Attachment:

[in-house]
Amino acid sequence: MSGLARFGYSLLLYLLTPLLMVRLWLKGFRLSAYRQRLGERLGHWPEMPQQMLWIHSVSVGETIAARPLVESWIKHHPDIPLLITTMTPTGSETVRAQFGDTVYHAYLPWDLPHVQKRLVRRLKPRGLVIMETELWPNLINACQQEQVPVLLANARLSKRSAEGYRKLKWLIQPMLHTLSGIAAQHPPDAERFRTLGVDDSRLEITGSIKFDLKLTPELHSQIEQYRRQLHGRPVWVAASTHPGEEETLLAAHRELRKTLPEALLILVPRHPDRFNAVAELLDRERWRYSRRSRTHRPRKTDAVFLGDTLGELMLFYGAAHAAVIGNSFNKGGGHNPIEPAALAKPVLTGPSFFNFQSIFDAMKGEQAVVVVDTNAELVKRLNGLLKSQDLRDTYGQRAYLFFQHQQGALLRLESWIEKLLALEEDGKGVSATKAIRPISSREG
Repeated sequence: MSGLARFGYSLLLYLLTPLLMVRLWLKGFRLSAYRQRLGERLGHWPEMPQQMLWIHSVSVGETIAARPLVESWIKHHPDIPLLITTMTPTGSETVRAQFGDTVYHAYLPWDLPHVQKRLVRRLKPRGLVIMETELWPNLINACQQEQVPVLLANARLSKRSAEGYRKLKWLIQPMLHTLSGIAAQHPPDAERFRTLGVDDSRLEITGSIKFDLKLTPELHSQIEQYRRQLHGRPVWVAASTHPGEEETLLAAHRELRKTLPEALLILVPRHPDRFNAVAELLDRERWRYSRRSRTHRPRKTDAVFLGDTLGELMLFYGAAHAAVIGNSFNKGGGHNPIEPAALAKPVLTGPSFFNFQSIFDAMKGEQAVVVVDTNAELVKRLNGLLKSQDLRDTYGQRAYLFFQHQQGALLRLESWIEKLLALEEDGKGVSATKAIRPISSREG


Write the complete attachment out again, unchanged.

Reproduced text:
[in-house]
Amino acid sequence: MSGLARFGYSLLLYLLTPLLMVRLWLKGFRLSAYRQRLGERLGHWPEMPQQMLWIHSVSVGETIAARPLVESWIKHHPDIPLLITTMTPTGSETVRAQFGDTVYHAYLPWDLPHVQKRLVRRLKPRGLVIMETELWPNLINACQQEQVPVLLANARLSKRSAEGYRKLKWLIQPMLHTLSGIAAQHPPDAERFRTLGVDDSRLEITGSIKFDLKLTPELHSQIEQYRRQLHGRPVWVAASTHPGEEETLLAAHRELRKTLPEALLILVPRHPDRFNAVAELLDRERWRYSRRSRTHRPRKTDAVFLGDTLGELMLFYGAAHAAVIGNSFNKGGGHNPIEPAALAKPVLTGPSFFNFQSIFDAMKGEQAVVVVDTNAELVKRLNGLLKSQDLRDTYGQRAYLFFQHQQGALLRLESWIEKLLALEEDGKGVSATKAIRPISSREG
Repeated sequence: MSGLARFGYSLLLYLLTPLLMVRLWLKGFRLSAYRQRLGERLGHWPEMPQQMLWIHSVSVGETIAARPLVESWIKHHPDIPLLITTMTPTGSETVRAQFGDTVYHAYLPWDLPHVQKRLVRRLKPRGLVIMETELWPNLINACQQEQVPVLLANARLSKRSAEGYRKLKWLIQPMLHTLSGIAAQHPPDAERFRTLGVDDSRLEITGSIKFDLKLTPELHSQIEQYRRQLHGRPVWVAASTHPGEEETLLAAHRELRKTLPEALLILVPRHPDRFNAVAELLDRERWRYSRRSRTHRPRKTDAVFLGDTLGELMLFYGAAHAAVIGNSFNKGGGHNPIEPAALAKPVLTGPSFFNFQSIFDAMKGEQAVVVVDTNAELVKRLNGLLKSQDLRDTYGQRAYLFFQHQQGALLRLESWIEKLLALEEDGKGVSATKAIRPISSREG